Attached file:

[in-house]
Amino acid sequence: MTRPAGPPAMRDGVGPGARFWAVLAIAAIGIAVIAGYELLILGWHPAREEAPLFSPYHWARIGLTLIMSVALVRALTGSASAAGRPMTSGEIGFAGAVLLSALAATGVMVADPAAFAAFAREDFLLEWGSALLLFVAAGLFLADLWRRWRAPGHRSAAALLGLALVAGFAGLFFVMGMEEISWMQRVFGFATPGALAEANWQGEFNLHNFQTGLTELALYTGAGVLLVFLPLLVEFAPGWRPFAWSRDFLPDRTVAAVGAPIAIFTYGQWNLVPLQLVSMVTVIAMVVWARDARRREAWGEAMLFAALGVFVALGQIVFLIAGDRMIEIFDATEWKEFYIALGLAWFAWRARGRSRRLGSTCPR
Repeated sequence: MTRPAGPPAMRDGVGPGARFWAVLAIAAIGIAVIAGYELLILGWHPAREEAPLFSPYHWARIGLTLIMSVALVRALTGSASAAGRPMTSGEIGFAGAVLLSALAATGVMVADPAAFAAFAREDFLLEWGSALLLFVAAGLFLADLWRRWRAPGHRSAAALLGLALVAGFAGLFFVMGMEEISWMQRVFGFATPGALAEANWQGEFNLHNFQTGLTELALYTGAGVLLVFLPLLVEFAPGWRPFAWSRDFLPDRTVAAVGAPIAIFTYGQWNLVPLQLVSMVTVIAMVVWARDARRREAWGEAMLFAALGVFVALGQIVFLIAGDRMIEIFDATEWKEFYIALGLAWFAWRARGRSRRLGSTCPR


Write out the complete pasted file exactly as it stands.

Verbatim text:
[in-house]
Amino acid sequence: MTRPAGPPAMRDGVGPGARFWAVLAIAAIGIAVIAGYELLILGWHPAREEAPLFSPYHWARIGLTLIMSVALVRALTGSASAAGRPMTSGEIGFAGAVLLSALAATGVMVADPAAFAAFAREDFLLEWGSALLLFVAAGLFLADLWRRWRAPGHRSAAALLGLALVAGFAGLFFVMGMEEISWMQRVFGFATPGALAEANWQGEFNLHNFQTGLTELALYTGAGVLLVFLPLLVEFAPGWRPFAWSRDFLPDRTVAAVGAPIAIFTYGQWNLVPLQLVSMVTVIAMVVWARDARRREAWGEAMLFAALGVFVALGQIVFLIAGDRMIEIFDATEWKEFYIALGLAWFAWRARGRSRRLGSTCPR
Repeated sequence: MTRPAGPPAMRDGVGPGARFWAVLAIAAIGIAVIAGYELLILGWHPAREEAPLFSPYHWARIGLTLIMSVALVRALTGSASAAGRPMTSGEIGFAGAVLLSALAATGVMVADPAAFAAFAREDFLLEWGSALLLFVAAGLFLADLWRRWRAPGHRSAAALLGLALVAGFAGLFFVMGMEEISWMQRVFGFATPGALAEANWQGEFNLHNFQTGLTELALYTGAGVLLVFLPLLVEFAPGWRPFAWSRDFLPDRTVAAVGAPIAIFTYGQWNLVPLQLVSMVTVIAMVVWARDARRREAWGEAMLFAALGVFVALGQIVFLIAGDRMIEIFDATEWKEFYIALGLAWFAWRARGRSRRLGSTCPR